Jobs Package Trumps Bad Policy

by Bernalillo County Commissioners Lonnie Talbert & Wayne Johnson

Many of us have been arguing for years that New Mexico must become more competitive by cutting our businesses taxes if we are going to compete for the jobs of tomorrow. During the recently concluded legislative session, Governor Martinez and the Democratic-controlled legislature did something many thought impossible – they came together in a bipartisan manner to pass real tax reform that will help businesses grow and create new jobs.

In the tax reform package, the business tax rate is lowered from 7.6% to 5.9%, the tax code no longer punishes manufacturers like Intel and Johnson and Johnson for exporting products, and unfair loopholes are closed to ensure New Mexico businesses are competing on a level playing field.

Any tax package will contain elements to criticize and this package is no different. As county commissioners, we understand the importance of hold harmless funds – state funding provided to local governments to help offset losses from the elimination of certain taxes in 2004. It was just another example of short-sighted policy enacted during the Richardson administration.

This new tax reform eliminates hold harmless funding over 17 years and that has caused some complaints by local officials. In our view, creating more jobs for New Mexicans and growing our economy is more important than protecting a bad policy, even when that bad policy benefits local governments. The truth is the elimination of these funds was inevitable. Hold harmless funding has cost the state 3 times as much as originally anticipated and it was just a matter of time before the legislature pulled the plug.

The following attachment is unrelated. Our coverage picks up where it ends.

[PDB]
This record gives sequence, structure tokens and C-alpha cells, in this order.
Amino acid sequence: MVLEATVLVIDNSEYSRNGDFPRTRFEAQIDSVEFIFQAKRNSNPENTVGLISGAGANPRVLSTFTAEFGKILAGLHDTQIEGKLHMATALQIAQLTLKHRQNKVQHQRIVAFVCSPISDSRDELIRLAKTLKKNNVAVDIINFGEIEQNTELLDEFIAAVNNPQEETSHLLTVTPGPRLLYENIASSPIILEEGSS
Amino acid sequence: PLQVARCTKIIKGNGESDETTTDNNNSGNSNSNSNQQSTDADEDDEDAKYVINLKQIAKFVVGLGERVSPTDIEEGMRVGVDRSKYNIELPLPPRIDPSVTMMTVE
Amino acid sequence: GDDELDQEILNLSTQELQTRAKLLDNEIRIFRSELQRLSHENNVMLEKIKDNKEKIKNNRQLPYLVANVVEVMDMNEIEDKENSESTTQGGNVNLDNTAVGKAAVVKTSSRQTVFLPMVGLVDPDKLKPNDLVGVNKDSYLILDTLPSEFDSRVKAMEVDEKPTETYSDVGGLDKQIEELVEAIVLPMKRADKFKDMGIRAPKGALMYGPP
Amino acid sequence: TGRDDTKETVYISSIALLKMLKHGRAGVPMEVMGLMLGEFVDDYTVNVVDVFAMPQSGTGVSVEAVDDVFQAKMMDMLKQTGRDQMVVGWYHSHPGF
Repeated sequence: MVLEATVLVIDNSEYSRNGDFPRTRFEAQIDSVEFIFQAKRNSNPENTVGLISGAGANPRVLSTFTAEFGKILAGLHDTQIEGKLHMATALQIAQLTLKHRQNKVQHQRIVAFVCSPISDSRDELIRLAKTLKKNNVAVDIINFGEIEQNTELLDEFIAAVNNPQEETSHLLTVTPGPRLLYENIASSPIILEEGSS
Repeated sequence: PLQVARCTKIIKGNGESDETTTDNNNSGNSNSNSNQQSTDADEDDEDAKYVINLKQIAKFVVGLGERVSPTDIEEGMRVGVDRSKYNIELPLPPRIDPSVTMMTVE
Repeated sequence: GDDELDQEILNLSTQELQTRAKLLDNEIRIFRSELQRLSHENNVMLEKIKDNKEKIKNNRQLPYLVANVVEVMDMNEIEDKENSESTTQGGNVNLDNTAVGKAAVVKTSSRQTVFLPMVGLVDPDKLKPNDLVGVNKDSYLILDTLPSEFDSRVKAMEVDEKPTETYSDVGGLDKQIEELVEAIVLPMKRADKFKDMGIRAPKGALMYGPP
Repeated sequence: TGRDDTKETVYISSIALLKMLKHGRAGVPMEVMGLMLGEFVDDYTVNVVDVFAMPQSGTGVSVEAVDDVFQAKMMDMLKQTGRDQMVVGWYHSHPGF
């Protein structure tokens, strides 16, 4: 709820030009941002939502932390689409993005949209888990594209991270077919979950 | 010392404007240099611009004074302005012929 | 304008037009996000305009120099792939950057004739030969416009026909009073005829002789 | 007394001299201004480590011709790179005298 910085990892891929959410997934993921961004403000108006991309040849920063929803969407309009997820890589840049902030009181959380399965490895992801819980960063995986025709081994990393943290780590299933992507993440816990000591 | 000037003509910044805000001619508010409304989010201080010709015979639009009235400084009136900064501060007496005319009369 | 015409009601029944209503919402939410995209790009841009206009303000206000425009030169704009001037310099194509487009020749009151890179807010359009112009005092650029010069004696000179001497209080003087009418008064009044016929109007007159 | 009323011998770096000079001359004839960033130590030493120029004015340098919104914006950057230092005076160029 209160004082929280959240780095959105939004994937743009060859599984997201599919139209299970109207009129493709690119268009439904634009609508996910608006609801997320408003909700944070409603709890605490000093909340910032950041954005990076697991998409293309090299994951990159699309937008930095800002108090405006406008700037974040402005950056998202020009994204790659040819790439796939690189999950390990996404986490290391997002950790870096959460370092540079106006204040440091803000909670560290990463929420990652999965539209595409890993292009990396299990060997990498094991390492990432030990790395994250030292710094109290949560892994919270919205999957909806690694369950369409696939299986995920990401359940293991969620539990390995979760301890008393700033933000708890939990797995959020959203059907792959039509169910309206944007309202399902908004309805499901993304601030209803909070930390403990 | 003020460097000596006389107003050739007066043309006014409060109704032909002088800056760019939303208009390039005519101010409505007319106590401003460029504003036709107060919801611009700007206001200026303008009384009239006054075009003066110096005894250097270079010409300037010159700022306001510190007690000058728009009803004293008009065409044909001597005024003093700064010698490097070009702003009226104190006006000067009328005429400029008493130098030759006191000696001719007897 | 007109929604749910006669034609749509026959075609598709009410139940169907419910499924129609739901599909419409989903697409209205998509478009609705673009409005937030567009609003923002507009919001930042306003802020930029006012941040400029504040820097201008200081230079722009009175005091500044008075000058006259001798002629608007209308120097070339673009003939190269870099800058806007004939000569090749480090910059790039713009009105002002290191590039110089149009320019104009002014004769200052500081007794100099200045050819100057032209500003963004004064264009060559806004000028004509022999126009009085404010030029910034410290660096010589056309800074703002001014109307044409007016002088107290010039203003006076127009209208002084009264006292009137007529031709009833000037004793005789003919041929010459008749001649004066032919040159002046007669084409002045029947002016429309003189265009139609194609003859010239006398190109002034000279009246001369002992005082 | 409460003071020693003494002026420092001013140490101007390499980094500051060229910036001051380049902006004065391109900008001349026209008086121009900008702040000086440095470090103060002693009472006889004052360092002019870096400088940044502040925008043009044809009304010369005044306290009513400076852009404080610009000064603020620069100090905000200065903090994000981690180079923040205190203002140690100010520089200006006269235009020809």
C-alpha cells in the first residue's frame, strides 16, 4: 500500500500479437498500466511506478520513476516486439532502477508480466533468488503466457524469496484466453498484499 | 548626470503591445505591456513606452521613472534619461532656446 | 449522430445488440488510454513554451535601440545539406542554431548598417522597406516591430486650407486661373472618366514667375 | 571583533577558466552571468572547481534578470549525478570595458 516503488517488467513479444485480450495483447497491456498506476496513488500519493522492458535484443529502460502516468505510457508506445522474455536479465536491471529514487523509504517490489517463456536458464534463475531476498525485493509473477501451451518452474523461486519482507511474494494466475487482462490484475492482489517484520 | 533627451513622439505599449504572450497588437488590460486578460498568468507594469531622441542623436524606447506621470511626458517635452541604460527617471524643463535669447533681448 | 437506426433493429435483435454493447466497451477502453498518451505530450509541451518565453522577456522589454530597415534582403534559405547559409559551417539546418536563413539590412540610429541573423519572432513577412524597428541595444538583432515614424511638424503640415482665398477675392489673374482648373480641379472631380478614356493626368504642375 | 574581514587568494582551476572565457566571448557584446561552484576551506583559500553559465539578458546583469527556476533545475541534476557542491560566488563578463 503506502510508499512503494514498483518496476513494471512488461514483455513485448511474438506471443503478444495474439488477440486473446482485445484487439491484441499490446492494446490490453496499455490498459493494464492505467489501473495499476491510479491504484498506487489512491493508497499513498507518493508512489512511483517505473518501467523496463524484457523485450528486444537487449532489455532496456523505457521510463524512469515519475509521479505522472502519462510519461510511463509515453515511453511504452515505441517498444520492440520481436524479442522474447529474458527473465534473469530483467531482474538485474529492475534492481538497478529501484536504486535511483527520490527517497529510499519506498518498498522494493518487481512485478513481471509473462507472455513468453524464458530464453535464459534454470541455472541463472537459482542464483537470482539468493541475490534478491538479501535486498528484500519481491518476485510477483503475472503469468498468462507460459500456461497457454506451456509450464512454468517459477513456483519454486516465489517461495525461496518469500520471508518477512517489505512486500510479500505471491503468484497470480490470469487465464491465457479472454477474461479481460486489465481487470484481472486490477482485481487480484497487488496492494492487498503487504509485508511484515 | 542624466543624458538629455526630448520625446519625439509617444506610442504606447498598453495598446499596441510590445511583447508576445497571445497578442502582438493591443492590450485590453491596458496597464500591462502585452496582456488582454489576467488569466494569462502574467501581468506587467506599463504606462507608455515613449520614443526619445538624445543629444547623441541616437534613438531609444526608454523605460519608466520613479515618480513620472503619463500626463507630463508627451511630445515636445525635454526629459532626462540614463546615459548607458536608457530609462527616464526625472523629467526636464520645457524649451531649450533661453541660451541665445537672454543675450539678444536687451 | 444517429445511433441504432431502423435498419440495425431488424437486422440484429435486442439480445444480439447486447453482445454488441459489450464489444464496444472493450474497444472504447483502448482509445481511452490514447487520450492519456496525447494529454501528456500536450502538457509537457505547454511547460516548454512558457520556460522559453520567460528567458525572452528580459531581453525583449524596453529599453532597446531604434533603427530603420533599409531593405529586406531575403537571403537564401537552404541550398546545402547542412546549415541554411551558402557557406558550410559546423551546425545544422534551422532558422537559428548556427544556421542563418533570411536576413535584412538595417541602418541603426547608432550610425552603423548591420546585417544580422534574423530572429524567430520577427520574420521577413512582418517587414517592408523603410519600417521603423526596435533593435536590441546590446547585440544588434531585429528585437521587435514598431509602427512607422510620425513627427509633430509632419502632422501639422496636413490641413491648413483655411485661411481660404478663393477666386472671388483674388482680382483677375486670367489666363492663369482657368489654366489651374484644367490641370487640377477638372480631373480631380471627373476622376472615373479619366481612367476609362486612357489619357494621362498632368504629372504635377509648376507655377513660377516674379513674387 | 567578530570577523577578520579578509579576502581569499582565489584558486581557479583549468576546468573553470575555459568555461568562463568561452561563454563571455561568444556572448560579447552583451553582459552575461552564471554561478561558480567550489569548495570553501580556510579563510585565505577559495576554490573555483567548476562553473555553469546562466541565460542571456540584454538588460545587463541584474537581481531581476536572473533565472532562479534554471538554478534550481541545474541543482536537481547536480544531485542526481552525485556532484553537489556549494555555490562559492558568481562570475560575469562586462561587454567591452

Given that reality, we believe this compromise strikes a fair balance. It gives cities and counties 2 years to plan for and 15 years to gradually grow into the loss of funding. Local governments are given the option of imposing their own tax, but we are confident that we can find better alternatives, such as implementing cost-savings, or simply responsibly controlling the rate of growth of county government over the next 17 years so that we grow into the reduction of state funds. In addition, cities and counties will directly benefit from business and job growth as a result of New Mexico’s more competitive tax environment – further offsetting the loss of hold harmless funding.

In these tough economic times, creating an environment where businesses can create more high-paying jobs must be our primary focus. We applaud the Governor and legislature for passing this critical tax reform package and we are more than willing to do our part in the process by working with them to ensure the loss of hold harmless funding does not lead to tax increases, or the loss of local services. Real reform is never easy, but working together, we can accomplish this goal, as well.

Editor’s Note:
The preceding was published in the Albuquerque Journal on Monday, March 25th.